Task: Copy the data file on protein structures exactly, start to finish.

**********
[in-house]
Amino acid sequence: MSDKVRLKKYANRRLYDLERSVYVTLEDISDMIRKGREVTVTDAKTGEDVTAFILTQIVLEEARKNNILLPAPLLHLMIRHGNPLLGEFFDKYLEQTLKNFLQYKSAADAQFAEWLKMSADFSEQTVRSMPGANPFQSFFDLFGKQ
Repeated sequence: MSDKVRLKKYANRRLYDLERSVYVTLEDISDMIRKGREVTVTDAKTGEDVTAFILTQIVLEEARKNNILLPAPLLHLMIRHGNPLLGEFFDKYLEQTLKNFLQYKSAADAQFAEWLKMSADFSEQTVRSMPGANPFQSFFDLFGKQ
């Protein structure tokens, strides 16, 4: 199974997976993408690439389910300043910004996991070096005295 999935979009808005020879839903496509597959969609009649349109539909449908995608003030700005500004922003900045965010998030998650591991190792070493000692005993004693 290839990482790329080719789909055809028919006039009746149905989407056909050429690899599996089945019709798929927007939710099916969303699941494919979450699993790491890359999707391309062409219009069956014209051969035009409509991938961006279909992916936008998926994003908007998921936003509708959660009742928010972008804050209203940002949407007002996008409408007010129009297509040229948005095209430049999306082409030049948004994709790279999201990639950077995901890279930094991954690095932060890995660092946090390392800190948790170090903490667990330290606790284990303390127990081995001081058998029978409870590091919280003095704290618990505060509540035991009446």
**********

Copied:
[in-house]
Amino acid sequence: MSDKVRLKKYANRRLYDLERSVYVTLEDISDMIRKGREVTVTDAKTGEDVTAFILTQIVLEEARKNNILLPAPLLHLMIRHGNPLLGEFFDKYLEQTLKNFLQYKSAADAQFAEWLKMSADFSEQTVRSMPGANPFQSFFDLFGKQ
Repeated sequence: MSDKVRLKKYANRRLYDLERSVYVTLEDISDMIRKGREVTVTDAKTGEDVTAFILTQIVLEEARKNNILLPAPLLHLMIRHGNPLLGEFFDKYLEQTLKNFLQYKSAADAQFAEWLKMSADFSEQTVRSMPGANPFQSFFDLFGKQ
């Protein structure tokens, strides 16, 4: 199974997976993408690439389910300043910004996991070096005295 999935979009808005020879839903496509597959969609009649349109539909449908995608003030700005500004922003900045965010998030998650591991190792070493000692005993004693 290839990482790329080719789909055809028919006039009746149905989407056909050429690899599996089945019709798929927007939710099916969303699941494919979450699993790491890359999707391309062409219009069956014209051969035009409509991938961006279909992916936008998926994003908007998921936003509708959660009742928010972008804050209203940002949407007002996008409408007010129009297509040229948005095209430049999306082409030049948004994709790279999201990639950077995901890279930094991954690095932060890995660092946090390392800190948790170090903490667990330290606790284990303390127990081995001081058998029978409870590091919280003095704290618990505060509540035991009446």